Others will probably be more accurate, but I'd agree with your assessment, tending towards 66-67 rather than earlier. The earlier ones had the script style down tube decals. Frame is the Peugeot seamless tubing so not the same as PX10: more like the PL series (UO for us in North America). The shift levers and front derailleur (and possibly the rear as well if the bike is older than I think) are not original.

    Cool bike! When your father got it where were you living?

    Mark
    Thanks Mark for your answer.
    You're right, the front derailleur, the rear shift level are not the original since it broke and had to be replaced. My father used it a lot before I took over
    Actually, my grand-father bought it for my father's 15th birthday (in 1968). I was born in 1986 so I was not there. But I think he bought it in eastern France (Vesoul) where they lived.

  6. #6
    Junior Member
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    Motobecane De Gribaldy early 80's or late 70's ; 60's Peugeot not yet identified
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    Quote Originally Posted by oldbobcat View Post
    I'm leaning toward calling it a PL-22. The frame and equipment closely resemble a UE-8 (the UO-8 equipped for touring), except for the cantilever brakes. The hubs, with circular cutouts in the flanges, appear very pre-1970s. But your frame and most of the equipment on it are at the UO-8 level. Key details are the stamped, not forged, dropouts, the non-integrated derailleur hanger on the right rear dropout, cottered crankset, and the industrial-looking lugwork. The pedals, with CPSC-mandated reflectors, appear to be non-serviceable units from the mid- to late-'70s. As Peugeot's share of bike boom sales declined, so did the component level.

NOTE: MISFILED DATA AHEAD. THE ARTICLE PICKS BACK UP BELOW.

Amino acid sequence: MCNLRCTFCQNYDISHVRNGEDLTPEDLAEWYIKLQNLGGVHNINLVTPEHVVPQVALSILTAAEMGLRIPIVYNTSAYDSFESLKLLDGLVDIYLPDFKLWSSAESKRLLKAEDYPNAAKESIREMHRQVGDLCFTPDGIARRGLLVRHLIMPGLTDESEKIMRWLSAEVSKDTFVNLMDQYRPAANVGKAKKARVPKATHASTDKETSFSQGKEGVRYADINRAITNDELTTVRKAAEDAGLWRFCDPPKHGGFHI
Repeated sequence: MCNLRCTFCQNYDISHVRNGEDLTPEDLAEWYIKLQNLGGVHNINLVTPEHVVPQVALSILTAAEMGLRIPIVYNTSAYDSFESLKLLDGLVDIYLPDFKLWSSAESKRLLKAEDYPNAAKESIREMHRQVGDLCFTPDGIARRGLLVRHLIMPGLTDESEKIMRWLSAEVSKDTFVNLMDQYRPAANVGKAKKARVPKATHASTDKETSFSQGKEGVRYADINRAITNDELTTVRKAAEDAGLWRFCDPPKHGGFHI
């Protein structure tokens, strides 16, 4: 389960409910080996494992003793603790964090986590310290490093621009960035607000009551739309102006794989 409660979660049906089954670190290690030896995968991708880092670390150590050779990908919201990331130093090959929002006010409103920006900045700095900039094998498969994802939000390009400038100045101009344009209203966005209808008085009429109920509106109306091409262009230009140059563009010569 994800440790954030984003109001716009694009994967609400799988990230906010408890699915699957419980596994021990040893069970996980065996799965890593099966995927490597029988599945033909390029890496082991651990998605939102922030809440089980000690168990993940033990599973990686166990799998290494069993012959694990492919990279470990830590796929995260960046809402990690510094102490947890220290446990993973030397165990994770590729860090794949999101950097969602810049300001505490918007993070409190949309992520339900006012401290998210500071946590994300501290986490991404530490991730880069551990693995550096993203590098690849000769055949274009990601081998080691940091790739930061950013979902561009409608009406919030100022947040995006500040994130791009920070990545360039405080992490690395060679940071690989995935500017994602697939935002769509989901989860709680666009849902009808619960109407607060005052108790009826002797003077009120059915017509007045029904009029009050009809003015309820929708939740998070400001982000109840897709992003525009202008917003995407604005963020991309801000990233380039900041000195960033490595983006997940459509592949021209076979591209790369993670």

Hi oldbobcat! I can see you know a lot about these old Peugeot :-) It's from 60's for sure. Can't be younger than 1968.
    You're right with the pedals, I found it on a late 70's Motobecane because the original ones broke! So I had to replace it.

    The wheels are 650B, they are the original ones. And so is the crankset, so for me it's not a PL-22 (mine is 8 speed whereas the PL-22 is 3 speed).

    I have a problem with the cranks these days (I think I ride it too much for a so old bike...), the little part which blocks the crank on the axle broke as I was tightening it. I don't know where to find a replacement part... I tried with a screw but it dosn't work.

    I can't help much but I think the 'INOXYDABLE' sticker means it is a PX series bike. I think your guess of 64-67 is pretty close. Are there any mounts for a chainguard? It looks like some of the components have been changed over the years but no surprise there - the bike is almost 50 years old. I know the fenders, brakes and lights were all different in the 50's but I'm not sure what year the changes occurred.

    In any event, it is a fine looking bike!
    Hi Iowegian. Yes there was a chainguard, but it was bent too much so my father took it away mybe 20 years ago.
    You're right, some components like derailleurs, pedals, saddle, shift levels have been changed over the year.

    Thanks everyone for your kind answers.
    I think I'll call it a 66-67 PX-50, a lot of "clues" go in this sense.

    Next "identifying" session will be a late 70's or early 80's motobecane :-)